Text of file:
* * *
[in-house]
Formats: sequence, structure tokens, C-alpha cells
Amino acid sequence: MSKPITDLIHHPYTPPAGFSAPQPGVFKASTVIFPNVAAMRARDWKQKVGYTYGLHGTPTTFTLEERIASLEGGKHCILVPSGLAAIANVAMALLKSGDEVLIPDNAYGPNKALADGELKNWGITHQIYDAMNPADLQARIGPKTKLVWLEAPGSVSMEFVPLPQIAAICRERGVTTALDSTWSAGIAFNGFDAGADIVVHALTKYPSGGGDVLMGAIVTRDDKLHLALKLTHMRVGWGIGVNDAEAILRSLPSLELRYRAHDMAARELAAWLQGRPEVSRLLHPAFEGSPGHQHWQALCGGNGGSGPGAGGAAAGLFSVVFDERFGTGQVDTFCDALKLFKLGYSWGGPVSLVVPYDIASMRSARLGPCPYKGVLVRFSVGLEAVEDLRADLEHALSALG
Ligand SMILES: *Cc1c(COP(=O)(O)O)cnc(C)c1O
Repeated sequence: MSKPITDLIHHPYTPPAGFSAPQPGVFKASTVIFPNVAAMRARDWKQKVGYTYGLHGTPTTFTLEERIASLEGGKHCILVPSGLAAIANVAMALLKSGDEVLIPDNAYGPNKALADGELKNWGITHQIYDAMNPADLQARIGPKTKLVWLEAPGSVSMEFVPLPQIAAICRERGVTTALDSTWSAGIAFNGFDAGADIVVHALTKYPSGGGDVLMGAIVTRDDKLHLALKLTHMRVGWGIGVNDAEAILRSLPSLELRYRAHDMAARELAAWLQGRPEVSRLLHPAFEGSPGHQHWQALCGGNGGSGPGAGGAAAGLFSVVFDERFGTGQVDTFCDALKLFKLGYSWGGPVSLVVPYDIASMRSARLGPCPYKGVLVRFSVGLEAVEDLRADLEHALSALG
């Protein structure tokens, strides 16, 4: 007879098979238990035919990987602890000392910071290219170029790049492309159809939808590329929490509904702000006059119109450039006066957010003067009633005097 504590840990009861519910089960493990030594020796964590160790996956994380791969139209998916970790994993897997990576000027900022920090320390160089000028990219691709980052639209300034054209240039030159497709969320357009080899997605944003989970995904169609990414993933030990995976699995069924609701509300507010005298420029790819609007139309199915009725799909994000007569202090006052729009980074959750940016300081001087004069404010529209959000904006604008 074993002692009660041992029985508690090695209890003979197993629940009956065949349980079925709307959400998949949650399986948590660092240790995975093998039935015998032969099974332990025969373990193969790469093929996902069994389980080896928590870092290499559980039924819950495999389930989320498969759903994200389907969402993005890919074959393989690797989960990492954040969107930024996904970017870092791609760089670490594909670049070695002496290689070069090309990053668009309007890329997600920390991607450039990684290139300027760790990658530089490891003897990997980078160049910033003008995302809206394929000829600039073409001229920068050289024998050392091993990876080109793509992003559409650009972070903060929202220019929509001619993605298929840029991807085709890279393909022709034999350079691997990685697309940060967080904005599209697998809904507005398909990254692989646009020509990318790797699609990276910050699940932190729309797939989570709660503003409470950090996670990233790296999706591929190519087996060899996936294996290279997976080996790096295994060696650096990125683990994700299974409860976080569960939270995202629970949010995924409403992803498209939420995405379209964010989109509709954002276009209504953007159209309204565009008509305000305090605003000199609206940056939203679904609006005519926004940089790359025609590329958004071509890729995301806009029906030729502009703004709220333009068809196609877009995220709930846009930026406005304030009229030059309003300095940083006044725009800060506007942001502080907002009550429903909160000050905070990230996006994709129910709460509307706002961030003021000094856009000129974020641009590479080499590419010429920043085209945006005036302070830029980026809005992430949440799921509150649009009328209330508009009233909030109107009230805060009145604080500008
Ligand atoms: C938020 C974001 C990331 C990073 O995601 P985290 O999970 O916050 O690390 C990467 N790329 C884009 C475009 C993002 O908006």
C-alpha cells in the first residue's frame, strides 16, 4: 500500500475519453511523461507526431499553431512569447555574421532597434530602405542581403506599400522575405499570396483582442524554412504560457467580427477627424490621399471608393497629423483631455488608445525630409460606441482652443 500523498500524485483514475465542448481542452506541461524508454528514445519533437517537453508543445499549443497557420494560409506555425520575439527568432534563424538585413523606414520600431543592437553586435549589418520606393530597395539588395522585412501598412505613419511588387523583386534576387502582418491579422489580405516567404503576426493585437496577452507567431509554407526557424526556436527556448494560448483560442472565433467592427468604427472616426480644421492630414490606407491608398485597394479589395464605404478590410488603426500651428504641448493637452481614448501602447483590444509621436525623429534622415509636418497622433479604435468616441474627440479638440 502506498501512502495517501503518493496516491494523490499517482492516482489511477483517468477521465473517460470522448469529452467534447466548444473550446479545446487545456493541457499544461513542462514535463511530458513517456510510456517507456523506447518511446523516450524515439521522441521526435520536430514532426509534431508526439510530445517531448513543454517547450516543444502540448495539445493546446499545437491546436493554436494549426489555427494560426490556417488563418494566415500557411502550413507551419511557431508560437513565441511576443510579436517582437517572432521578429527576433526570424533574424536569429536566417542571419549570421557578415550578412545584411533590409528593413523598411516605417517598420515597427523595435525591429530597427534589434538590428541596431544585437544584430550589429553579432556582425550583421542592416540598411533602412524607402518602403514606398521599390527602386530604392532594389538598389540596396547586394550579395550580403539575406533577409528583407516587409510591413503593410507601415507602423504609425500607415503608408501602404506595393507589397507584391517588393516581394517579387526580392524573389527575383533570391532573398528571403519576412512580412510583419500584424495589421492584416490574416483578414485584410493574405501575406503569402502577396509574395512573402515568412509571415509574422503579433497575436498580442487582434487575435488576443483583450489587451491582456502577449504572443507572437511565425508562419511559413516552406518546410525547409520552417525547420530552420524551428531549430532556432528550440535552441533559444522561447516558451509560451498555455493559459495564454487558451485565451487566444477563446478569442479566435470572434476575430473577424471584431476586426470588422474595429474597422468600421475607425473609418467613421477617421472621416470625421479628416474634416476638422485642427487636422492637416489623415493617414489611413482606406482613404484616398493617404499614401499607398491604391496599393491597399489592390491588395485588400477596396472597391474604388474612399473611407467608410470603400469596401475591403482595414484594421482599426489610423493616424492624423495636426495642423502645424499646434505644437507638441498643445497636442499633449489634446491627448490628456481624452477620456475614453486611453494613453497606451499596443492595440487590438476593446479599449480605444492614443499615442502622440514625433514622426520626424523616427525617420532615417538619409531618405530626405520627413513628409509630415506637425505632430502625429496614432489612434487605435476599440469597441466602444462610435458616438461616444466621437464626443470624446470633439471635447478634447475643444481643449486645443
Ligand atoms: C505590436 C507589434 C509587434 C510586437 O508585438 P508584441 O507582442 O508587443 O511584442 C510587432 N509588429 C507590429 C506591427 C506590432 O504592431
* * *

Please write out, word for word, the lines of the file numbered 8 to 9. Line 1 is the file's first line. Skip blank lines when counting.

C-alpha cells in the first residue's frame, strides 16, 4: 500500500475519453511523461507526431499553431512569447555574421532597434530602405542581403506599400522575405499570396483582442524554412504560457467580427477627424490621399471608393497629423483631455488608445525630409460606441482652443 500523498500524485483514475465542448481542452506541461524508454528514445519533437517537453508543445499549443497557420494560409506555425520575439527568432534563424538585413523606414520600431543592437553586435549589418520606393530597395539588395522585412501598412505613419511588387523583386534576387502582418491579422489580405516567404503576426493585437496577452507567431509554407526557424526556436527556448494560448483560442472565433467592427468604427472616426480644421492630414490606407491608398485597394479589395464605404478590410488603426500651428504641448493637452481614448501602447483590444509621436525623429534622415509636418497622433479604435468616441474627440479638440 502506498501512502495517501503518493496516491494523490499517482492516482489511477483517468477521465473517460470522448469529452467534447466548444473550446479545446487545456493541457499544461513542462514535463511530458513517456510510456517507456523506447518511446523516450524515439521522441521526435520536430514532426509534431508526439510530445517531448513543454517547450516543444502540448495539445493546446499545437491546436493554436494549426489555427494560426490556417488563418494566415500557411502550413507551419511557431508560437513565441511576443510579436517582437517572432521578429527576433526570424533574424536569429536566417542571419549570421557578415550578412545584411533590409528593413523598411516605417517598420515597427523595435525591429530597427534589434538590428541596431544585437544584430550589429553579432556582425550583421542592416540598411533602412524607402518602403514606398521599390527602386530604392532594389538598389540596396547586394550579395550580403539575406533577409528583407516587409510591413503593410507601415507602423504609425500607415503608408501602404506595393507589397507584391517588393516581394517579387526580392524573389527575383533570391532573398528571403519576412512580412510583419500584424495589421492584416490574416483578414485584410493574405501575406503569402502577396509574395512573402515568412509571415509574422503579433497575436498580442487582434487575435488576443483583450489587451491582456502577449504572443507572437511565425508562419511559413516552406518546410525547409520552417525547420530552420524551428531549430532556432528550440535552441533559444522561447516558451509560451498555455493559459495564454487558451485565451487566444477563446478569442479566435470572434476575430473577424471584431476586426470588422474595429474597422468600421475607425473609418467613421477617421472621416470625421479628416474634416476638422485642427487636422492637416489623415493617414489611413482606406482613404484616398493617404499614401499607398491604391496599393491597399489592390491588395485588400477596396472597391474604388474612399473611407467608410470603400469596401475591403482595414484594421482599426489610423493616424492624423495636426495642423502645424499646434505644437507638441498643445497636442499633449489634446491627448490628456481624452477620456475614453486611453494613453497606451499596443492595440487590438476593446479599449480605444492614443499615442502622440514625433514622426520626424523616427525617420532615417538619409531618405530626405520627413513628409509630415506637425505632430502625429496614432489612434487605435476599440469597441466602444462610435458616438461616444466621437464626443470624446470633439471635447478634447475643444481643449486645443
Ligand atoms: C505590436 C507589434 C509587434 C510586437 O508585438 P508584441 O507582442 O508587443 O511584442 C510587432 N509588429 C507590429 C506591427 C506590432 O504592431